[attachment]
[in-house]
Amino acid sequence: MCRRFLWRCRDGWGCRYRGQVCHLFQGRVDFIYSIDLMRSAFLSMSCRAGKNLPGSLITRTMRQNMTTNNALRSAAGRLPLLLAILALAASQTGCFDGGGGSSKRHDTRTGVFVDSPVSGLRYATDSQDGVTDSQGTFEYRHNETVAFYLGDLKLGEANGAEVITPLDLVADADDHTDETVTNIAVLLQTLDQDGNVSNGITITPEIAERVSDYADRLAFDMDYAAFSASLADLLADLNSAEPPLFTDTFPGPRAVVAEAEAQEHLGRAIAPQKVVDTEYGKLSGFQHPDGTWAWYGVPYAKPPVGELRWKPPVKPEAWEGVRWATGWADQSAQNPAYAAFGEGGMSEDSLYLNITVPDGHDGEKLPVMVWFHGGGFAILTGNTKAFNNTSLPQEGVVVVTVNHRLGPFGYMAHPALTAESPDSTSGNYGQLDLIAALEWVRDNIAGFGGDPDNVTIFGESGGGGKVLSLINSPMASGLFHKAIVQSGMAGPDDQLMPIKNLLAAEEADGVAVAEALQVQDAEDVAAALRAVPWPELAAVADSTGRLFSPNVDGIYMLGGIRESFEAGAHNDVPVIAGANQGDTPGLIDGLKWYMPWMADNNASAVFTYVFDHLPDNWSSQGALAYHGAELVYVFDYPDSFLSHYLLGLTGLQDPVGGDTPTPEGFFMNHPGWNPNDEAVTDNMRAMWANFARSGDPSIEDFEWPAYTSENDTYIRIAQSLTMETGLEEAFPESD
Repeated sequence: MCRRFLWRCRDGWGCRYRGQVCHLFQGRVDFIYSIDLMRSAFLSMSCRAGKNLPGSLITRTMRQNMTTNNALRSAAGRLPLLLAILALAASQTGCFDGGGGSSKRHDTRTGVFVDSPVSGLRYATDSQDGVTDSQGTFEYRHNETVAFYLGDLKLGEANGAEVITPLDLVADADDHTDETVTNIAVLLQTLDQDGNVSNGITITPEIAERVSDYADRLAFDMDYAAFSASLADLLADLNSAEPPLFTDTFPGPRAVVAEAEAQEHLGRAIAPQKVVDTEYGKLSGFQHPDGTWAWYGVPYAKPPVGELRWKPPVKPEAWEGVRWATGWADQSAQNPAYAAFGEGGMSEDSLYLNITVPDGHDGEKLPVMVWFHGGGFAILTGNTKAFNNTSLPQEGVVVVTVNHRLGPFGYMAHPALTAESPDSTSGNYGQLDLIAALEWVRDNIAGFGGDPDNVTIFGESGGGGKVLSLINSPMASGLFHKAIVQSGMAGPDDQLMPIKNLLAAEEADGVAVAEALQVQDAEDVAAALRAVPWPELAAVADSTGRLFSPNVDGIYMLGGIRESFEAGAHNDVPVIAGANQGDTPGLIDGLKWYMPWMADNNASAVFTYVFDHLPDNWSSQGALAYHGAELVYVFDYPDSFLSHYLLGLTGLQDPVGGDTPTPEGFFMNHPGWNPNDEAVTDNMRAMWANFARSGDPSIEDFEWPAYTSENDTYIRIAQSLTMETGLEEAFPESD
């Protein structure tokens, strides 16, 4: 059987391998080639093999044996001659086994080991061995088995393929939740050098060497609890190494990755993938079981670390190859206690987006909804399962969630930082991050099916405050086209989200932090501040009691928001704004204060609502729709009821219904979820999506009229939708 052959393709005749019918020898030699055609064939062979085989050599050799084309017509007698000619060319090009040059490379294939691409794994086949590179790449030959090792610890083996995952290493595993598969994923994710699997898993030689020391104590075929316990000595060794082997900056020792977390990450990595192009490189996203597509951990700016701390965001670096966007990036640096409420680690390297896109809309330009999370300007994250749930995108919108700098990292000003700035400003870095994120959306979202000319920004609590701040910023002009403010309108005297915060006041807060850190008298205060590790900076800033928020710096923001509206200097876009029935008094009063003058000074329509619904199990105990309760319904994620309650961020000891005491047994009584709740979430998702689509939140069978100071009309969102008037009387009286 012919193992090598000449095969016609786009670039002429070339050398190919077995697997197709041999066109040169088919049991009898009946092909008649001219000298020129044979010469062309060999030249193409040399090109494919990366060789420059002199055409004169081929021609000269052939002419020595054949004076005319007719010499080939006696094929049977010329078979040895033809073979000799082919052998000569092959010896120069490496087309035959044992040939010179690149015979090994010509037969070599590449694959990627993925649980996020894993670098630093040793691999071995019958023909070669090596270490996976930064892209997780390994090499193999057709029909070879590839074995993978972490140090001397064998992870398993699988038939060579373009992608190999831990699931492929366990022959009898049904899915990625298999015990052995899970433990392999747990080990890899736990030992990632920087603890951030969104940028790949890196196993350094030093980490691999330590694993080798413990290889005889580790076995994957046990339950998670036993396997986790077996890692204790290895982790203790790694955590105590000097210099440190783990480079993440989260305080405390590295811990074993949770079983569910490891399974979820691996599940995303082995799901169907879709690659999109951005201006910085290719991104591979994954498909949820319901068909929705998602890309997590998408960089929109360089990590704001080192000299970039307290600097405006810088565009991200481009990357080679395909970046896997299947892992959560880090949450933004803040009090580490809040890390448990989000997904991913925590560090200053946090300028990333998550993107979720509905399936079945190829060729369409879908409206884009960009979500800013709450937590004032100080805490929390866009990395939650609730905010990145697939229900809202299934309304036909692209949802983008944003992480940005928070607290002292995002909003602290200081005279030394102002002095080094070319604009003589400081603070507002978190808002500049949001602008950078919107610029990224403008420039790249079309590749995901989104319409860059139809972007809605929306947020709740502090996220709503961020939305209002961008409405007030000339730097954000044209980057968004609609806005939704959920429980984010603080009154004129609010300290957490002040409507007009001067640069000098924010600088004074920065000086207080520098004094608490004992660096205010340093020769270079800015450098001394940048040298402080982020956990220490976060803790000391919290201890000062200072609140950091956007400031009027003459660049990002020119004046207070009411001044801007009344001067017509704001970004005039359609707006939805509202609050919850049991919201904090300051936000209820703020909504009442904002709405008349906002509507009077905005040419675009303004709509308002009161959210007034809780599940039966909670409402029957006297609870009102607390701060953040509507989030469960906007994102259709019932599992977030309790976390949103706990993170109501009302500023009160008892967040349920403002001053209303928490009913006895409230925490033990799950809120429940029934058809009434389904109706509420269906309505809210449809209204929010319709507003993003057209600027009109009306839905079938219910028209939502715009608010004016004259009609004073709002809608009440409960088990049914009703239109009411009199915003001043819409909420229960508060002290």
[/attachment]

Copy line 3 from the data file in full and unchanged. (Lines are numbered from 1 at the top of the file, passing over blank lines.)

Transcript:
Repeated sequence: MCRRFLWRCRDGWGCRYRGQVCHLFQGRVDFIYSIDLMRSAFLSMSCRAGKNLPGSLITRTMRQNMTTNNALRSAAGRLPLLLAILALAASQTGCFDGGGGSSKRHDTRTGVFVDSPVSGLRYATDSQDGVTDSQGTFEYRHNETVAFYLGDLKLGEANGAEVITPLDLVADADDHTDETVTNIAVLLQTLDQDGNVSNGITITPEIAERVSDYADRLAFDMDYAAFSASLADLLADLNSAEPPLFTDTFPGPRAVVAEAEAQEHLGRAIAPQKVVDTEYGKLSGFQHPDGTWAWYGVPYAKPPVGELRWKPPVKPEAWEGVRWATGWADQSAQNPAYAAFGEGGMSEDSLYLNITVPDGHDGEKLPVMVWFHGGGFAILTGNTKAFNNTSLPQEGVVVVTVNHRLGPFGYMAHPALTAESPDSTSGNYGQLDLIAALEWVRDNIAGFGGDPDNVTIFGESGGGGKVLSLINSPMASGLFHKAIVQSGMAGPDDQLMPIKNLLAAEEADGVAVAEALQVQDAEDVAAALRAVPWPELAAVADSTGRLFSPNVDGIYMLGGIRESFEAGAHNDVPVIAGANQGDTPGLIDGLKWYMPWMADNNASAVFTYVFDHLPDNWSSQGALAYHGAELVYVFDYPDSFLSHYLLGLTGLQDPVGGDTPTPEGFFMNHPGWNPNDEAVTDNMRAMWANFARSGDPSIEDFEWPAYTSENDTYIRIAQSLTMETGLEEAFPESD